Beyond these roles, there are higher-level positions open to experienced urban planners. As expected, these positions come with increased responsibilities and higher incomes. Below you’ll find recent numerical data on the average salaries for urban planners. 

What is the Average Salary for Urban Planners?1

Salary also plays a significant role in the urban planning career outlook. An urban planner’s salary varies based on multiple factors, including the given industry and the state the planner is employed in. However, Occupational Employment Statistics (OES) data reveals that the median annual salary for urban planners is $73,050. 

To break this down, let’s examine the wages of urban planners that fall into different sectors of the wage spectrum. The annual salaries cover urban planners on both sides of the median. To clarify, a planner in the 10th percentile makes less than 90% of urban planners. A planner in the 25th percentile makes less than 75% of urban planners and so on. 

10%: $45,180

25%: $56,970

Median: $73,050

75%: $92,180

90% : $114,170

The median salary for urban planners is above the U.S. median salary for all occupations, which is good news for those looking to enter the field. As planners grow in experience, they can pursue senior-level positions with higher wages.

5 Highest Paying Urban Planning Fields1

While there are many sectors open to urban planners, certain industries are statistically proven to pay more. The following industries rank as the top-paying industries for urban planners, according to OES data.

1. Land Subdivision

Land subdivision refers to breaking up pieces of land into plots that will later be developed. This sector deals with engineering and construction-related services. As such, planners are needed. 

Median Urban Planner Salary: $104,150 

2. Federal Executive Branch 

Urban planners can work with local, state and federal governments to organize the layout of communities. The United States Department of Housing and Urban Development (HUD) is one government entity that utilizes urban planning services. Urban planner salaries at the federal level are typically higher than the salaries of state-level urban planners. 

Median Urban Planner Salary for this Industry: $97,640

3. Legal Services 

You might not think of the legal field as a place for urban planners. However, legal and urban planning industries do cross paths. In fact, urban planners often meet with city officials and lawyers to discuss community needs throughout a project. An urban planner can be a benefit to a law firm as they have a deep knowledge of zoning laws, environmental regulations and so forth.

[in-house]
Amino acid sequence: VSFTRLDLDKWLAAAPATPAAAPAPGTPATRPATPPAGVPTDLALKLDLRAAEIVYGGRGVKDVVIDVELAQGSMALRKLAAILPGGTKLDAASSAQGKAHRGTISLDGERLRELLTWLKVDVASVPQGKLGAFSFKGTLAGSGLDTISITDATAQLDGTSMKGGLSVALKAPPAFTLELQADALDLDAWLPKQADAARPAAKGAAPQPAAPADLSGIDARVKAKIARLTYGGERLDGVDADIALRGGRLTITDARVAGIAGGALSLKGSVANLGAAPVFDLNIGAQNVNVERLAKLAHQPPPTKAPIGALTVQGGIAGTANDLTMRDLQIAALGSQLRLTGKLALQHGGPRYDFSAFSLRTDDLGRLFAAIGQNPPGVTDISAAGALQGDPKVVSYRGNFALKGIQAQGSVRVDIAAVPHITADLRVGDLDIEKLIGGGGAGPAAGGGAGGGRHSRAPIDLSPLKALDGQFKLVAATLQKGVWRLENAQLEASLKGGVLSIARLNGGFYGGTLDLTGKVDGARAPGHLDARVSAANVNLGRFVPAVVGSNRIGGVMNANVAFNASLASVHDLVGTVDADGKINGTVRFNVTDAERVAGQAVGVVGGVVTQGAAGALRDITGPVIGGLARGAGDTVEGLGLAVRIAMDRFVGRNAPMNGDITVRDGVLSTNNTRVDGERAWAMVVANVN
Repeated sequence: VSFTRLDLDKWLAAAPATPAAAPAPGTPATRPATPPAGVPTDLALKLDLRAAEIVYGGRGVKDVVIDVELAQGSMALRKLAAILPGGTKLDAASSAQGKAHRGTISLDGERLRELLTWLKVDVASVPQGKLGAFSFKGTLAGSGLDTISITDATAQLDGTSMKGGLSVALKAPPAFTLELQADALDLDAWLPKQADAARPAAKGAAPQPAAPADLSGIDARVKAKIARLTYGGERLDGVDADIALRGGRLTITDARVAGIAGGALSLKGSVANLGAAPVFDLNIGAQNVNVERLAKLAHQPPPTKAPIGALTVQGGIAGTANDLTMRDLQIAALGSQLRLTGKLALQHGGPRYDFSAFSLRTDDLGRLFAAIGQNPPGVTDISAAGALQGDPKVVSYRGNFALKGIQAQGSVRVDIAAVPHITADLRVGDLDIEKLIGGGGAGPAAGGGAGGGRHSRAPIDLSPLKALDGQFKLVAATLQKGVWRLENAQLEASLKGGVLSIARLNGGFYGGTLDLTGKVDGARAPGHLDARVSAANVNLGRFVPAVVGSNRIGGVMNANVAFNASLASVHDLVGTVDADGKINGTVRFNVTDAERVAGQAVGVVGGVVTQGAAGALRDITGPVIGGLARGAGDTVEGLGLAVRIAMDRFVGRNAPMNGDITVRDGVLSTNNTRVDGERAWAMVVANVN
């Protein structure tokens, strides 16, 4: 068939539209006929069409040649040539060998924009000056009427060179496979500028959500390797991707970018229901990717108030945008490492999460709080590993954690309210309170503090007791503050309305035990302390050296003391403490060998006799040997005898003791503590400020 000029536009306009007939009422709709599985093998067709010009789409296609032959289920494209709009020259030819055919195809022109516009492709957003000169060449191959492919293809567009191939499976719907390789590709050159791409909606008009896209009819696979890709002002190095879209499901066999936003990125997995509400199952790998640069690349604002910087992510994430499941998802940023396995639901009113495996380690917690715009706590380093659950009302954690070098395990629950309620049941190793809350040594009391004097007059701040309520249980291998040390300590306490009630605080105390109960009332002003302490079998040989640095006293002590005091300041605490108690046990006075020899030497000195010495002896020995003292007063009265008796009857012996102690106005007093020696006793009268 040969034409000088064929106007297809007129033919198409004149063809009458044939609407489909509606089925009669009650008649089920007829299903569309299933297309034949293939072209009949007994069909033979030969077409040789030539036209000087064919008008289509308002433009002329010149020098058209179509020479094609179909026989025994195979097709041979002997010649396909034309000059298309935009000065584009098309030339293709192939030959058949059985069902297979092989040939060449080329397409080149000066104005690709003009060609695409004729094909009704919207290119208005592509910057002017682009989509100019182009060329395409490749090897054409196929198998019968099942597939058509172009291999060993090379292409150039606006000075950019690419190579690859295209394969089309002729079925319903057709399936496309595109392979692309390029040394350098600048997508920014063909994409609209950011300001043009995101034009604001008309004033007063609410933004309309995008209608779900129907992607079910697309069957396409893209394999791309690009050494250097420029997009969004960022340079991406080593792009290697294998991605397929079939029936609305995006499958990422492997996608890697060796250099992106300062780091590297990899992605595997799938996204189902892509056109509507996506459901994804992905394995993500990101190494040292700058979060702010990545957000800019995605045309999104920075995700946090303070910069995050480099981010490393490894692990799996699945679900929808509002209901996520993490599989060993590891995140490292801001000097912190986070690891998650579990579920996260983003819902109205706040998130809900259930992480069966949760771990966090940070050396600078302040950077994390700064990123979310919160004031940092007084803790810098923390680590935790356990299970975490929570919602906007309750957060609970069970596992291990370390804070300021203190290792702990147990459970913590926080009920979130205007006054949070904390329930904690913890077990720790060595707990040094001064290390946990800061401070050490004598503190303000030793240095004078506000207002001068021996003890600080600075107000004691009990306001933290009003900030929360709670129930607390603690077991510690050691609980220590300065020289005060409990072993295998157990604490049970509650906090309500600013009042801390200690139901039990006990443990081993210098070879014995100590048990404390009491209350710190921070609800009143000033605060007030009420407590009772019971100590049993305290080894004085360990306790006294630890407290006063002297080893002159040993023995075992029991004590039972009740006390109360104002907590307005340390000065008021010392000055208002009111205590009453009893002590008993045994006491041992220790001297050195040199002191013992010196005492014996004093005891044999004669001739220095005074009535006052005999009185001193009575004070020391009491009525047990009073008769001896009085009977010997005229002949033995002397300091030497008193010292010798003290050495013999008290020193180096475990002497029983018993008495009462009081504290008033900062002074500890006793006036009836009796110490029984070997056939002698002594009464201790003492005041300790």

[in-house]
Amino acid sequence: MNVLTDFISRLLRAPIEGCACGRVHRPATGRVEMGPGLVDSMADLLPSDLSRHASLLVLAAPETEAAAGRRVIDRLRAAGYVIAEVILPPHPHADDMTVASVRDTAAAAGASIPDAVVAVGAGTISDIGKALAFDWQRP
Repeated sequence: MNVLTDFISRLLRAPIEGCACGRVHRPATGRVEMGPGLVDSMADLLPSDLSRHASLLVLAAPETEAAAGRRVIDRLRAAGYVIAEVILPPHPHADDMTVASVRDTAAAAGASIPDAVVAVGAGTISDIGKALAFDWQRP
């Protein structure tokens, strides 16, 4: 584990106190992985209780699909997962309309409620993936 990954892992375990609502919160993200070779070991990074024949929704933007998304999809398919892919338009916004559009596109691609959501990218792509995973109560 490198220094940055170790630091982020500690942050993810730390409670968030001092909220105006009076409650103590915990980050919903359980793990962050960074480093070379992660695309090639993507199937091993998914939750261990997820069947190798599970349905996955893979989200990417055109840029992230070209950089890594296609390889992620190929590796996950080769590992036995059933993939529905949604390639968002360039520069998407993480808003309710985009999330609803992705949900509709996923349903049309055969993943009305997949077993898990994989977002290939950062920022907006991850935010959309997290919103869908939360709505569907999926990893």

Median Urban Planner Salary for this Industry: $92,030

4. Electric Power Generation, Transmission and Distribution

Urban planners are knowledgeable in regards to utility networks that provide the foundational elements of a functioning city. One of these utility networks is electricity. Urban planners understand how to implement effective power systems, including sustainable energy sources.

Median Urban Planner Salary for this Industry: $88,560

5. Management of Companies and Enterprises

There are also opportunities for urban planners in the private sector. Corporations may hire urban planners to develop new properties in cities. The knowledge of zoning laws and skills in creative problem solving allow urban planners to excel in this industry. 

Median Urban Planner Salary for this Industry: $88,030

While these are the highest paying industries, they are not the most common fields for urban planners. Percent of industry employment statistics reveal that local government is the sector with the highest amount of urban planners. Furthermore, certain areas of the country have statistically higher urban planner salaries.

5 Top Paying States for Urban Planners1

The urban planning career outlook is bright in terms of earning potential. In certain states, this high earning potential is amplified. The states below have the highest median salaries for urban planning jobs and services. 

  1. Urban planner salary in Washington, D.C.: $110,100 
  2. Urban planner salary in California: $93,790
  3. Urban planner salary in Alaska: $83,630
  4. Urban planner salary in Massachusetts: $81,660
  5. Urban planner salary in Oregon: $81,590

The values above represent the median wages in each state. Keep in mind that the cost of living in states like California and Washington, D.C., are higher than national averages. This higher cost could offset increased wages.

5 Top Paying Metropolitan Areas for Urban Planners1

Bustling cities are a prime location for urban planners to put their skills to use. Here are some of the highest paying cities along with the median urban planner salary in the area.

  1. Urban planning salary in San Jose-Sunnyvale-Santa Clara, CA: $110,150
  2. Urban planning salary in Napa, CA: $105,850
  3. Urban planning salary in Seattle, WA: $90,430
  4. Urban planning salary in Alexandria, DC: $90,000
  5. Urban planning salary in Jersey City, NJ: $89,880

While this list showcases cities from across the country, many of the highest paying cities for urban planners are located in Northern California. This is no coincidence. Northern California is actively looking for ways to accommodate its burgeoning population. The San Francisco Bay Area Planning and Urban Research Association (SPUR) (PDF, 3.4 MB) released a report urging planners to tackle the problems arising in the area. In short, this region needs urban planning solutions. 

5 Top Paying NonMetropolitan Areas for Urban Planners1

Nonmetropolitan areas face urban planning issues, as well. Often, planners in less populated regions must determine how to repurpose unused land or revitalize sections of the city. The following cities boast high median wages in non-urban areas. 

  1. Urban planning salary in Hawaii/Kauai nonmetropolitan area: $83,150
  2. Urban planning salary in Eastern Sierra-Mother Lode Region of California: $80,650
  3. Urban planning salary in Nevada nonmetropolitan area: $80,470
  4. Urban planning salary in West Texas Region of Texas nonmetropolitan area: $78,740
  5. Urban planning salary in Alaska nonmetropolitan area: $78,610

Urban Planning Career Path

As you can see, urban planning is not a one-size-fits-all profession. The skillset of an urban planner allows him or her to take on a variety of roles. Due to this, the urban planner career outlook can look different among professionals.

This growing industry requires creative problem-solving. It also offers the opportunity to improve communities. If the challenges facing urban planning interest you, consider a career in one of the many urban planning roles available.

 

Last Updated June 2020

1 Bureau of Labor Statistics. “Occupational Employment and Wages, May 2019, Urban and Regional Planners.” Accessed June 2020. https://www.bls.gov/oes/current/oes193051.htm